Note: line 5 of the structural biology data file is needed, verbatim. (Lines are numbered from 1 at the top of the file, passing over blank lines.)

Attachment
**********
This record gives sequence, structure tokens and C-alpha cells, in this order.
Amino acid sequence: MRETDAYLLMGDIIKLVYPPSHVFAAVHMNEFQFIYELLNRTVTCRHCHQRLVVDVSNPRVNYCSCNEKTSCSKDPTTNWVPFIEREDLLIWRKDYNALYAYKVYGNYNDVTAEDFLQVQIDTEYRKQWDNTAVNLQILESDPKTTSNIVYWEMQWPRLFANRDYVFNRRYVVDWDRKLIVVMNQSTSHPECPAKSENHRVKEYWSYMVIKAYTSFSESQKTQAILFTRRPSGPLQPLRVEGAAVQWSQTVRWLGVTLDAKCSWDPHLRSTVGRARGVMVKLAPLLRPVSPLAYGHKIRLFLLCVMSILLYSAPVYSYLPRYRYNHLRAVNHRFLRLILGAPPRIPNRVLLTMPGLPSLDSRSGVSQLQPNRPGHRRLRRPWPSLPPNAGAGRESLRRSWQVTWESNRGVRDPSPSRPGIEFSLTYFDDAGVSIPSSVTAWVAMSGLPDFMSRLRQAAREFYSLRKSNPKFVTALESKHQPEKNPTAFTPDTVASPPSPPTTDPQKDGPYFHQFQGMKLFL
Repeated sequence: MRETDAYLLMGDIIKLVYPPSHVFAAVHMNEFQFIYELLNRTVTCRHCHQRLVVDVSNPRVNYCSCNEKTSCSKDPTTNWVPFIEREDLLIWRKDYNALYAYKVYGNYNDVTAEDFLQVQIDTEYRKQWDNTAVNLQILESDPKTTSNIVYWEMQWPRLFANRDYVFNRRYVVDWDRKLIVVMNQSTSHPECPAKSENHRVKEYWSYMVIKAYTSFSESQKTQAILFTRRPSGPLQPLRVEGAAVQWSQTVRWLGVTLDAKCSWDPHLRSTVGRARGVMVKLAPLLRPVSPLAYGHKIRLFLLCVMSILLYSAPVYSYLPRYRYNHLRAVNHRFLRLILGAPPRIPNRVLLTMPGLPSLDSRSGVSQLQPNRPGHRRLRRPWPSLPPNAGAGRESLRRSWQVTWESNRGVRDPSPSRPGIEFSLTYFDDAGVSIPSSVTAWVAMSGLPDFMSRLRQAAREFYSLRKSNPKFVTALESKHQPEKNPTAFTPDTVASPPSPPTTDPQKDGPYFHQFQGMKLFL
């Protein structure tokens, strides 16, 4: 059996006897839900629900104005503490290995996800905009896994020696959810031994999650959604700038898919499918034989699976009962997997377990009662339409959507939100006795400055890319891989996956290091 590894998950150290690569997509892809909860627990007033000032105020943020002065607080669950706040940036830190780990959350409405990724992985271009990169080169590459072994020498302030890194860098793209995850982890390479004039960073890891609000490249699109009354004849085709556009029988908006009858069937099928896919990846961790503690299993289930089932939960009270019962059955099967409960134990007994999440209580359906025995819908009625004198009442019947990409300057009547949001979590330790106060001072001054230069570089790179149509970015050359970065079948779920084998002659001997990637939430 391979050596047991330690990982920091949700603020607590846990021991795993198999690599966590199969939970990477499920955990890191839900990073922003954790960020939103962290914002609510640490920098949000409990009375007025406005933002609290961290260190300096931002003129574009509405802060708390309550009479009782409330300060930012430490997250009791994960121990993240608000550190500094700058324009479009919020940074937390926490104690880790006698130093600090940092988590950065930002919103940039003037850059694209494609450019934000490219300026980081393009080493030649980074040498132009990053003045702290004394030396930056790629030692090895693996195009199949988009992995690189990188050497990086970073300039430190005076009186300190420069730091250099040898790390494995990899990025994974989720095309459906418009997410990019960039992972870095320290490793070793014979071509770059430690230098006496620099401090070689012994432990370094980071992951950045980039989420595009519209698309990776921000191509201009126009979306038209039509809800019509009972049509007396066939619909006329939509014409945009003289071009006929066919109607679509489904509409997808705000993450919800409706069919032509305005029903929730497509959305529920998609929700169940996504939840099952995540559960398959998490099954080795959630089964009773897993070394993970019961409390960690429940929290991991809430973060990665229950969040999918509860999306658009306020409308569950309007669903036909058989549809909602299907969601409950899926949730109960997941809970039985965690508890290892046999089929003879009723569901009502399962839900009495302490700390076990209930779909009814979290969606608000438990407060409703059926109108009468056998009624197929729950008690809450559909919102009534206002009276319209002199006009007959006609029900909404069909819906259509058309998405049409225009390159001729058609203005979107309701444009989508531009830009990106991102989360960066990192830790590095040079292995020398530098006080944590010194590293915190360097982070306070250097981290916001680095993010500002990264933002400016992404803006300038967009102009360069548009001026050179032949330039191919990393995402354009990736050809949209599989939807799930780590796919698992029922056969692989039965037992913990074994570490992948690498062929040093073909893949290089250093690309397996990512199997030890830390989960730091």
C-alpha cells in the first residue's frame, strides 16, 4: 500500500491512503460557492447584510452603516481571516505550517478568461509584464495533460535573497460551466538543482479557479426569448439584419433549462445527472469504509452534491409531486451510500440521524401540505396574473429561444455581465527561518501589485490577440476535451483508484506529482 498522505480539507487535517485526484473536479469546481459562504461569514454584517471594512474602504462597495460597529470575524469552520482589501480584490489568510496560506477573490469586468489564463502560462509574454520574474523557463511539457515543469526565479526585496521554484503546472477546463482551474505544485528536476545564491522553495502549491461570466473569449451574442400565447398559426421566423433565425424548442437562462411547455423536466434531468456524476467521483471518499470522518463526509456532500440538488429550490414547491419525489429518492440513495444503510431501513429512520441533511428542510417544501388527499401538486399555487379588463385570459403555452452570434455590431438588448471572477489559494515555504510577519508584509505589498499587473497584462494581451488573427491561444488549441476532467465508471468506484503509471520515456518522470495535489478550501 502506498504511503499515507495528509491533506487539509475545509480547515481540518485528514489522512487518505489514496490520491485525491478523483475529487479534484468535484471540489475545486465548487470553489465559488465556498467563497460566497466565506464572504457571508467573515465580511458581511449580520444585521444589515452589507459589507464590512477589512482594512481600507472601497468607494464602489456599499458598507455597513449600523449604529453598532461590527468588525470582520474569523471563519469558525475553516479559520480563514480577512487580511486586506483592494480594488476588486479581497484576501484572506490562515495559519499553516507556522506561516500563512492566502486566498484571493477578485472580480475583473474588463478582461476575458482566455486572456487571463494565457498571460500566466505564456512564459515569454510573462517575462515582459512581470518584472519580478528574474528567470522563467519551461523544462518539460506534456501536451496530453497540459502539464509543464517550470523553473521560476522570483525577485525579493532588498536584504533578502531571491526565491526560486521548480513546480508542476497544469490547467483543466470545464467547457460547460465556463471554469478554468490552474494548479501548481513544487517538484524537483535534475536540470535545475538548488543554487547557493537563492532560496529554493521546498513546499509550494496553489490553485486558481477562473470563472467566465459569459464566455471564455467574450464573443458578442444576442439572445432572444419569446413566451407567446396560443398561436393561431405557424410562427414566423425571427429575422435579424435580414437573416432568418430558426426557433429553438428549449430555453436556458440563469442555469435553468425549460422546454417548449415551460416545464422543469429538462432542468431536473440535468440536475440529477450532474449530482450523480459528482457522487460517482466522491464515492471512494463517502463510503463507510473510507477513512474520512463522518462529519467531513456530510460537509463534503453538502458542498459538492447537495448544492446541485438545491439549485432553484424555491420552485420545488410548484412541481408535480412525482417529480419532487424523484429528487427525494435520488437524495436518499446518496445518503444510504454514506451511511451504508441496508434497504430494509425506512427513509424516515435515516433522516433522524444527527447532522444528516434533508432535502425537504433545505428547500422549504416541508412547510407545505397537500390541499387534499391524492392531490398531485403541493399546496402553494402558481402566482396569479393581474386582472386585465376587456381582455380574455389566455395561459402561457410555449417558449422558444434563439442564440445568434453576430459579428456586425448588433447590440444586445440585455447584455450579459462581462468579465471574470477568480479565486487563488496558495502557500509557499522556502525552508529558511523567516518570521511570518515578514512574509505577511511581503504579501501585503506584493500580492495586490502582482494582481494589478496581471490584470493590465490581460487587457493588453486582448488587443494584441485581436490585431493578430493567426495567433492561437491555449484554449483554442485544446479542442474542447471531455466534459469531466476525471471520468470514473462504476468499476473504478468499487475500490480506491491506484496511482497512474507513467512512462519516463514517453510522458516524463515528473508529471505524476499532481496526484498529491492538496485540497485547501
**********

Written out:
C-alpha cells in the first residue's frame, strides 16, 4: 500500500491512503460557492447584510452603516481571516505550517478568461509584464495533460535573497460551466538543482479557479426569448439584419433549462445527472469504509452534491409531486451510500440521524401540505396574473429561444455581465527561518501589485490577440476535451483508484506529482 498522505480539507487535517485526484473536479469546481459562504461569514454584517471594512474602504462597495460597529470575524469552520482589501480584490489568510496560506477573490469586468489564463502560462509574454520574474523557463511539457515543469526565479526585496521554484503546472477546463482551474505544485528536476545564491522553495502549491461570466473569449451574442400565447398559426421566423433565425424548442437562462411547455423536466434531468456524476467521483471518499470522518463526509456532500440538488429550490414547491419525489429518492440513495444503510431501513429512520441533511428542510417544501388527499401538486399555487379588463385570459403555452452570434455590431438588448471572477489559494515555504510577519508584509505589498499587473497584462494581451488573427491561444488549441476532467465508471468506484503509471520515456518522470495535489478550501 502506498504511503499515507495528509491533506487539509475545509480547515481540518485528514489522512487518505489514496490520491485525491478523483475529487479534484468535484471540489475545486465548487470553489465559488465556498467563497460566497466565506464572504457571508467573515465580511458581511449580520444585521444589515452589507459589507464590512477589512482594512481600507472601497468607494464602489456599499458598507455597513449600523449604529453598532461590527468588525470582520474569523471563519469558525475553516479559520480563514480577512487580511486586506483592494480594488476588486479581497484576501484572506490562515495559519499553516507556522506561516500563512492566502486566498484571493477578485472580480475583473474588463478582461476575458482566455486572456487571463494565457498571460500566466505564456512564459515569454510573462517575462515582459512581470518584472519580478528574474528567470522563467519551461523544462518539460506534456501536451496530453497540459502539464509543464517550470523553473521560476522570483525577485525579493532588498536584504533578502531571491526565491526560486521548480513546480508542476497544469490547467483543466470545464467547457460547460465556463471554469478554468490552474494548479501548481513544487517538484524537483535534475536540470535545475538548488543554487547557493537563492532560496529554493521546498513546499509550494496553489490553485486558481477562473470563472467566465459569459464566455471564455467574450464573443458578442444576442439572445432572444419569446413566451407567446396560443398561436393561431405557424410562427414566423425571427429575422435579424435580414437573416432568418430558426426557433429553438428549449430555453436556458440563469442555469435553468425549460422546454417548449415551460416545464422543469429538462432542468431536473440535468440536475440529477450532474449530482450523480459528482457522487460517482466522491464515492471512494463517502463510503463507510473510507477513512474520512463522518462529519467531513456530510460537509463534503453538502458542498459538492447537495448544492446541485438545491439549485432553484424555491420552485420545488410548484412541481408535480412525482417529480419532487424523484429528487427525494435520488437524495436518499446518496445518503444510504454514506451511511451504508441496508434497504430494509425506512427513509424516515435515516433522516433522524444527527447532522444528516434533508432535502425537504433545505428547500422549504416541508412547510407545505397537500390541499387534499391524492392531490398531485403541493399546496402553494402558481402566482396569479393581474386582472386585465376587456381582455380574455389566455395561459402561457410555449417558449422558444434563439442564440445568434453576430459579428456586425448588433447590440444586445440585455447584455450579459462581462468579465471574470477568480479565486487563488496558495502557500509557499522556502525552508529558511523567516518570521511570518515578514512574509505577511511581503504579501501585503506584493500580492495586490502582482494582481494589478496581471490584470493590465490581460487587457493588453486582448488587443494584441485581436490585431493578430493567426495567433492561437491555449484554449483554442485544446479542442474542447471531455466534459469531466476525471471520468470514473462504476468499476473504478468499487475500490480506491491506484496511482497512474507513467512512462519516463514517453510522458516524463515528473508529471505524476499532481496526484498529491492538496485540497485547501